In this study, eligible patients had no
dementia, were at least age 60, and had
isolated systolic hypertension. Median follow-up by intention to treat was 2.0 years.
Compared with placebo (n = 1,180), active
treatment (n = 1,238) reduced the incidence
of dementia by 50%. The Syst-Eur trial was
stopped after the second of four planned
interim analyses because active treatment
had reduced stroke incidence, which was
the primary end point. Because of ethical
issues, however, the NASEM committee
questioned whether it is possible or practical to reach a definitive conclusion about the benefits of
blood pressure management for dementia using randomized controlled trial data.
Supplementary evidence in favor of blood pressure
management includes the link between cerebrovascular
disease and dementia, Dr. Petersen said, coupled with the
fact that antihypertensive drugs reduce stroke risk and
subclinical cerebrovascular disease. Prospective cohort
studies more consistently show an association between
blood pressure lowering and improved cognitive outcomes. Furthermore, in studies that were not randomized controlled trials, NASEM’s analyses using the Bradford Hill criteria suggested a causal relationship between
blood pressure management and decreased incidence of
Although the randomized controlled trial data on the benefits of physical activity were mixed, the results suggested
that physical activity could reduce the risk of age-related
cognitive decline. Data on the effect of physical activity
on the risks of MCI and Alzheimer’s-type dementia were
insufficient, Dr. Petersen said. Generally, follow-up periods were too short to assess long-term effects, and MCI
and Alzheimer’s-type dementia incidence were rarely
measured as outcomes.
“Findings from studies that compared the difference
between aerobic training and resistance training were
somewhat inconsistent,” Dr. Petersen said. “Some people
believe that a mixture of both may in fact be beneficial.”
In the largest randomized controlled trial examined, the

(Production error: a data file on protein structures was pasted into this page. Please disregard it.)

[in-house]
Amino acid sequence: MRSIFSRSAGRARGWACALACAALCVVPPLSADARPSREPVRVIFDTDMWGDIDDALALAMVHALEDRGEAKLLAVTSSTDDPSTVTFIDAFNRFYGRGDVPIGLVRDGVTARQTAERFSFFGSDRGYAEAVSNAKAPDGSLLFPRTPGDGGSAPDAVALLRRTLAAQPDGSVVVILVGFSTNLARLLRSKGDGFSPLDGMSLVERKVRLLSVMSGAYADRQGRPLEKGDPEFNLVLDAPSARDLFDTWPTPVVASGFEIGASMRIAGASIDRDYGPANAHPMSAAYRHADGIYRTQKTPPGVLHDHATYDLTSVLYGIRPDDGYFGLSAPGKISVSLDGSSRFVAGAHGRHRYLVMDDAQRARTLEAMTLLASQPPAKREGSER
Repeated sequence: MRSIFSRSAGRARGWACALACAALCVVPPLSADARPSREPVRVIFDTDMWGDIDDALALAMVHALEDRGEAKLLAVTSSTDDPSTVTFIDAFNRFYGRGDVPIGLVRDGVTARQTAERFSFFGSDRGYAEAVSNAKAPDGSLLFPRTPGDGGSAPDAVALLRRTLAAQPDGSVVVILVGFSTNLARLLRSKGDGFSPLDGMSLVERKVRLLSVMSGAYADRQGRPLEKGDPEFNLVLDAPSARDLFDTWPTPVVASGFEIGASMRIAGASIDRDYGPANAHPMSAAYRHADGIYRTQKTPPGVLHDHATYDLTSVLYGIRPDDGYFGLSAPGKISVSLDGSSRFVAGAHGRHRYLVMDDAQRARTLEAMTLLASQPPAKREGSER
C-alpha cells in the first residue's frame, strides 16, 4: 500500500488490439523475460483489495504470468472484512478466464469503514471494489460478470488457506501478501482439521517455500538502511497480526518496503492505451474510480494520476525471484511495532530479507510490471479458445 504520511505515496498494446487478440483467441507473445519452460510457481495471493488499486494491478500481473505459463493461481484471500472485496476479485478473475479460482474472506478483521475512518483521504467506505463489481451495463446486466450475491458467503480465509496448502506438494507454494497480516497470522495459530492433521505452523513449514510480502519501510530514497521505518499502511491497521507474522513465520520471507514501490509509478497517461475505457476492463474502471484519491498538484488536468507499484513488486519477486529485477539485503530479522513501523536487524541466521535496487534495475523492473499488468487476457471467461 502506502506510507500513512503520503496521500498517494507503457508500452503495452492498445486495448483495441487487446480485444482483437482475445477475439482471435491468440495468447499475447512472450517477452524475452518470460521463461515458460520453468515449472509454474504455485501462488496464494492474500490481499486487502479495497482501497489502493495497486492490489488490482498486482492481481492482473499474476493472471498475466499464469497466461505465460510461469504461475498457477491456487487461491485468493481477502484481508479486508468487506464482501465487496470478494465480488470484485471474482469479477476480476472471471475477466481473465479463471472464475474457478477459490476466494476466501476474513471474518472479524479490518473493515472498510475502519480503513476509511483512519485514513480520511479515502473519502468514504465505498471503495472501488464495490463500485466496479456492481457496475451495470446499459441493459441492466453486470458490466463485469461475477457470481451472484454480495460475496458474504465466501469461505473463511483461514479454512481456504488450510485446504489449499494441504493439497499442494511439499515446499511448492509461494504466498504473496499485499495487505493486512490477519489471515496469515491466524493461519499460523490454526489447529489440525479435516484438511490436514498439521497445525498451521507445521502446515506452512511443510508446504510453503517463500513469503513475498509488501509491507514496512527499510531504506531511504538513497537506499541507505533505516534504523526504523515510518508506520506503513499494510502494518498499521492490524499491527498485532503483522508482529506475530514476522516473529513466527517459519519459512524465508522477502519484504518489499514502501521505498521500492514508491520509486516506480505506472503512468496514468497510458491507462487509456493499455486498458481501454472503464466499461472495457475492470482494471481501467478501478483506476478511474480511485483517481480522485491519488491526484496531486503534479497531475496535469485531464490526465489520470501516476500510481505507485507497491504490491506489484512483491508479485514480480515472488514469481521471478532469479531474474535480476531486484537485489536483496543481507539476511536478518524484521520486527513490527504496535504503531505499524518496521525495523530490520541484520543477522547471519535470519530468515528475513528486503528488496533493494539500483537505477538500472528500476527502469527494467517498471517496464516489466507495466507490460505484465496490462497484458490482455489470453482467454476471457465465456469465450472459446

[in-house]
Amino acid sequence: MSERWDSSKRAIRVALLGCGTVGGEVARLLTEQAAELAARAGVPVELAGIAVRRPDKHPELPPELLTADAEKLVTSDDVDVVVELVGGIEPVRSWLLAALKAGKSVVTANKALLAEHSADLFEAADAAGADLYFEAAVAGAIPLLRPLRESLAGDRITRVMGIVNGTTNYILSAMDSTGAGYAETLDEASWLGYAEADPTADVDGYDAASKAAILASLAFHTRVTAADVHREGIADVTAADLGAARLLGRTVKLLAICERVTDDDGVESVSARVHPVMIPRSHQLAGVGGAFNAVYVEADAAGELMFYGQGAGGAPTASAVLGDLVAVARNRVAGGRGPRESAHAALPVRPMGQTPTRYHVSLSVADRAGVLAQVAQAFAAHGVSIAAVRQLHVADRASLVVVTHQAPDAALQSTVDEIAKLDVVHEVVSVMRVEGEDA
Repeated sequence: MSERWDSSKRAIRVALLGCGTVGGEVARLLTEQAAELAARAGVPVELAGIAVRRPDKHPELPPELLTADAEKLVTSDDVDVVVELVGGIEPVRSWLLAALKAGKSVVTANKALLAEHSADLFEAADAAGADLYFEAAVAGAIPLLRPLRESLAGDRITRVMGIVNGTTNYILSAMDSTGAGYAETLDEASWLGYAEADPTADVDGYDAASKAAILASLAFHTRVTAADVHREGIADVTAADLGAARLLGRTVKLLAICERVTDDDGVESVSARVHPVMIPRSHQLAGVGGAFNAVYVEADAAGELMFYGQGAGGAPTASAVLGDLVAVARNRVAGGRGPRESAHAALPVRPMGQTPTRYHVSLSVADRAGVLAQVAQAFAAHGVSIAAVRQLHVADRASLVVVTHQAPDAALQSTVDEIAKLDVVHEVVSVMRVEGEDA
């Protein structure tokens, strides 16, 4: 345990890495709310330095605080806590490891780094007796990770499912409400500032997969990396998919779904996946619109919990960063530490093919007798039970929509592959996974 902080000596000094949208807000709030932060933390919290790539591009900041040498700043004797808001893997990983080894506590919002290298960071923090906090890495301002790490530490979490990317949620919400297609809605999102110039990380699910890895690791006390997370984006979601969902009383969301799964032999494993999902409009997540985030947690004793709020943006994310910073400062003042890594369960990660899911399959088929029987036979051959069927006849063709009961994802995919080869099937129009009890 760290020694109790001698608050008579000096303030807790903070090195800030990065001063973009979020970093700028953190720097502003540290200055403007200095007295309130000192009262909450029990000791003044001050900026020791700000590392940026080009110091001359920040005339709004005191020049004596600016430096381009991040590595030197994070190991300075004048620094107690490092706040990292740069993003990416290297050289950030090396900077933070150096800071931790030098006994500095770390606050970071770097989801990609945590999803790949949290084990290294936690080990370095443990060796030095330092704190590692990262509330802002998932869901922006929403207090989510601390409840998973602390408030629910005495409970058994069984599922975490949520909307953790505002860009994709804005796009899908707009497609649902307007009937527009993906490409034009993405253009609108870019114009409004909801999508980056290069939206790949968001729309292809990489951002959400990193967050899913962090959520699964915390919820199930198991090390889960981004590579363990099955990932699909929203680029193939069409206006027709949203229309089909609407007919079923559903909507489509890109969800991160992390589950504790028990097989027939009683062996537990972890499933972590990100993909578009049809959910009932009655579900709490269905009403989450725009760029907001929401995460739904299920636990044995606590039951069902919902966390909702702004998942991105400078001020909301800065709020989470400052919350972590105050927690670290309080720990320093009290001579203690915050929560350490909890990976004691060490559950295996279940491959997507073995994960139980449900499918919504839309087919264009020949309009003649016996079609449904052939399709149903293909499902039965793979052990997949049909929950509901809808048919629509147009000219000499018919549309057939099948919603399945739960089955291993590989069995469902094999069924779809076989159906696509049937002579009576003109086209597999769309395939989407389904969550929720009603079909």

Lifestyle Interventions and Independence for Elders Pilot
study, evidence was insufficient to support conclusions
regarding a multicomponent intervention.
“There were observational studies and a variety of
longitudinal prospective studies that would suggest that
physical activity may have a positive effect
on cognitive performance and dementia in-
cidence,” Dr. Petersen said. “It could also
have an impact on other conditions that
may affect cognitive function, such as hy-
pertension, depression, and diabetes.”
Future Directions for Research
While the NASEM committee recommends
more research on the benefits of cognitive
training, blood pressure management, and
exercise training, it also urges the NIH and
other organizations to support studies with improved methodologies. Such improvements include identifying patients
at higher risk of cognitive decline or dementia, increasing
participation of underrepresented populations, beginning
interventions at younger ages, and establishing longer follow-up periods.
The committee also suggests that trials with other
primary purposes measure cognitive outcomes. “For in-
stance, if there is an ongoing study on prostate cancer,
and the researchers decide midway to add some cognitive
measure, that is useful,” Dr. Petersen said. “But it is not as
strong as if the study had been prospectively designed to
look at cognitive end points at the baseline.”
Other interventions that should be examined are new
antidementia treatments; treatments for diabetes and
depression; dietary, lipid-lowering, and sleep-quality
interventions; social engagement interventions; and
supplementation with vitamin B12 plus folic acid, said
Dr. Petersen. NR
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Ronald C. Petersen,